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Thalidamide for IPF-associated cough
  1. Peter Kardos
  1. Correspondence to Dr Peter Kardos, Group Practice and Respiratory, Allergy and Sleep Unit at Red Cross Maingau Hospital, Scheffelstrasse 33, Frankfurt 60318, Germany; Kardos{at}

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This small, randomised twelve-week crossover trial based at Johns Hopkins in Baltimore, USA, assessed the efficacy of thalidomide versus placebo on cough in patients with idiopathic pulmonary fibrosis (IPF). This drug when previously given as Contergan for hyperemesis gravidarum led to birth defects; however, it is now approved for the treatment of refractory multiple myeloma and other malignant diseases.

After performing a phase 2 trial (published in 2008), the authors enrolled 25 mild-moderate IPF patients (20 completed) suffering from cough adversely affecting their quality of life. The Cough Quality of Life Questionnaire (CQLQ) was the primary outcome comparing CQLQ scores in those taking placebo and those on thalidomide. The CQLQ has 28 items on a 4-point Likert scale. The mean score improved from 60.5 (12.0) to 58.7 (14.0) under placebo, and to 47.2 (13.4) after treatment with thalidomide 50–100 mg od; treatment difference −11.4 (−15.7 to −7.0). This is a large and significant effect. Secondary outcomes included significant improvements of the cough VAS score of –31.2 points and SGRQ total score −11.7 points; a value far above the minimal clinically important difference (MCID) of 4 units, seldom achieved in pharmacological trials.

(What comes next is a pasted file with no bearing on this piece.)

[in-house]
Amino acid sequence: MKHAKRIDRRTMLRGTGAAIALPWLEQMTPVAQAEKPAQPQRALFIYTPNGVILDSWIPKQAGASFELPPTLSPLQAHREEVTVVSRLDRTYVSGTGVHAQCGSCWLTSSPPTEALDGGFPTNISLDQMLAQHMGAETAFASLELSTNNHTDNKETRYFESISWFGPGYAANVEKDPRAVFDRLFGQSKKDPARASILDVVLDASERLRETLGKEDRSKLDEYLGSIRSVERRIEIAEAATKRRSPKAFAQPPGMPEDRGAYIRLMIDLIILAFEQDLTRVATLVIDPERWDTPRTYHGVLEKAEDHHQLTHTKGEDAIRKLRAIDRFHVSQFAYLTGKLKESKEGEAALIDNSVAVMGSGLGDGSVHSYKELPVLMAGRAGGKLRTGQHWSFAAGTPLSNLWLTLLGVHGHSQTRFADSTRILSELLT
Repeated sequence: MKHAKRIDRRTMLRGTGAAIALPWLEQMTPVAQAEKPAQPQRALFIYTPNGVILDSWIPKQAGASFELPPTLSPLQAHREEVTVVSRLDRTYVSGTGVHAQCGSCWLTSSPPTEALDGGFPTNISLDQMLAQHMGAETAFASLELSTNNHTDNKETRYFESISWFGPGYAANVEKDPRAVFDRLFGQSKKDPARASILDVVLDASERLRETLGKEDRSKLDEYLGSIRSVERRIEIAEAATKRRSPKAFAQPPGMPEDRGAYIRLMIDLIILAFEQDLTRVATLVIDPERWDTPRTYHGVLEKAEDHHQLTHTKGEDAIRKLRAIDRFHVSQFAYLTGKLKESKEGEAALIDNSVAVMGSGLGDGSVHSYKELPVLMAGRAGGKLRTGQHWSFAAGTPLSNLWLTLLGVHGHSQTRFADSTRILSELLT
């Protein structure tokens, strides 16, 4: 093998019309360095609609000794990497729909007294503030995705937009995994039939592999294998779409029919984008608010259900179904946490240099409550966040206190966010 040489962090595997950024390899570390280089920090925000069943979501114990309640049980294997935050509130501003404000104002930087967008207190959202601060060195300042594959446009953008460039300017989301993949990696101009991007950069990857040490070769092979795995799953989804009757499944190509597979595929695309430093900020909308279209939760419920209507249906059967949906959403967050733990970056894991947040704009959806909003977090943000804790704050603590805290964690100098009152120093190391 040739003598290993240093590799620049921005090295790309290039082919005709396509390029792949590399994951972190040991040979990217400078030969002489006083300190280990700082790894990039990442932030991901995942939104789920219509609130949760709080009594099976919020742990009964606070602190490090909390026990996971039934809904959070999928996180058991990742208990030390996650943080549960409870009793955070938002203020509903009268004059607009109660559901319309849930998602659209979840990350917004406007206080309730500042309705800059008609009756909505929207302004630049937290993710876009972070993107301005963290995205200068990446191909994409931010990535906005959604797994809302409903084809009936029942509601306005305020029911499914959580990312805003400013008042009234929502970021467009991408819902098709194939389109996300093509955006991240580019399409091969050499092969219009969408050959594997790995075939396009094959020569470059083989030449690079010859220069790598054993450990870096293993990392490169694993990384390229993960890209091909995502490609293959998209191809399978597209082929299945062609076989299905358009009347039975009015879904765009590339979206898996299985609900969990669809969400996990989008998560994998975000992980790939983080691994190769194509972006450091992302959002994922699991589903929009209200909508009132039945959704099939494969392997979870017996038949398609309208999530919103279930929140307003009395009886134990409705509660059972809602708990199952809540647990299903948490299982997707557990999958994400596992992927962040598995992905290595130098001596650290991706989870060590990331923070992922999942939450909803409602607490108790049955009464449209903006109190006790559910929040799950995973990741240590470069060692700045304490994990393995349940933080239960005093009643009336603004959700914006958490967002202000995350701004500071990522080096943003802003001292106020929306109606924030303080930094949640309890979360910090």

The large effect size is spectacular, relieving frequently debilitating and intractable cough in IPF. The side effects of the 50–100 mg daily were mild. However, no additional objective cough recording—as suggested in cough assessment guidelines—was performed. Moreover, the Leicester cough questionnaire with established MCID could have also been a useful tool. As yet, no data on the effect of thalidomide on IPF itself are available.

▸ Horton MR, Santopietro V, Mathew L, et al. Thalidomide for the treatment of cough in idiopathic pulmonary fibrosis. Ann Int Med 2012;57:398–406.